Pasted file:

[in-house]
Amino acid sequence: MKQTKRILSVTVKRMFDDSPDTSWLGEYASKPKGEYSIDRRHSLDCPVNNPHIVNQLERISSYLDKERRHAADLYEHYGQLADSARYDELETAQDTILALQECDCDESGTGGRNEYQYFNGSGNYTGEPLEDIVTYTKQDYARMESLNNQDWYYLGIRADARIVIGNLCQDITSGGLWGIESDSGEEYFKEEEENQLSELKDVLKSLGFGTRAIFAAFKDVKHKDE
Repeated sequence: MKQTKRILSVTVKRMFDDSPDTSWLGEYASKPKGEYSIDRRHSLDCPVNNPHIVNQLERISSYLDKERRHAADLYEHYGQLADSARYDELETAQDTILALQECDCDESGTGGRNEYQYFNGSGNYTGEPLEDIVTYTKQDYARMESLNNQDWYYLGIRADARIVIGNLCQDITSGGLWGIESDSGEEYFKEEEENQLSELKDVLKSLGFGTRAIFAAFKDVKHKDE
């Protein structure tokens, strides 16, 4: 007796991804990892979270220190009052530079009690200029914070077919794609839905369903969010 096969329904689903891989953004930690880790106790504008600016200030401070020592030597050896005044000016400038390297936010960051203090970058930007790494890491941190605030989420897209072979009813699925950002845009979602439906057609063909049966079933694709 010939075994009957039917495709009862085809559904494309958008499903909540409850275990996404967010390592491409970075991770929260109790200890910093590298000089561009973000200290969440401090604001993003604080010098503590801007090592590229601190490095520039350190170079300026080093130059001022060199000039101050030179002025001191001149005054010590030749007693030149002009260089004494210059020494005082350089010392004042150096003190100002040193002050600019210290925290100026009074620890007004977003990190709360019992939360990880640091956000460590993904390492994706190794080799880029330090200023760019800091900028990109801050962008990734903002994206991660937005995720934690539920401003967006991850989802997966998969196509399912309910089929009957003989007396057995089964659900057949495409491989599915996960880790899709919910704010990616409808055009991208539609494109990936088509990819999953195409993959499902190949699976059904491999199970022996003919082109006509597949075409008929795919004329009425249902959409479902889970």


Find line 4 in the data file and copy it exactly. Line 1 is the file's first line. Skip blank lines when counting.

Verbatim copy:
């Protein structure tokens, strides 16, 4: 007796991804990892979270220190009052530079009690200029914070077919794609839905369903969010 096969329904689903891989953004930690880790106790504008600016200030401070020592030597050896005044000016400038390297936010960051203090970058930007790494890491941190605030989420897209072979009813699925950002845009979602439906057609063909049966079933694709 010939075994009957039917495709009862085809559904494309958008499903909540409850275990996404967010390592491409970075991770929260109790200890910093590298000089561009973000200290969440401090604001993003604080010098503590801007090592590229601190490095520039350190170079300026080093130059001022060199000039101050030179002025001191001149005054010590030749007693030149002009260089004494210059020494005082350089010392004042150096003190100002040193002050600019210290925290100026009074620890007004977003990190709360019992939360990880640091956000460590993904390492994706190794080799880029330090200023760019800091900028990109801050962008990734903002994206991660937005995720934690539920401003967006991850989802997966998969196509399912309910089929009957003989007396057995089964659900057949495409491989599915996960880790899709919910704010990616409808055009991208539609494109990936088509990819999953195409993959499902190949699976059904491999199970022996003919082109006509597949075409008929795919004329009425249902959409479902889970």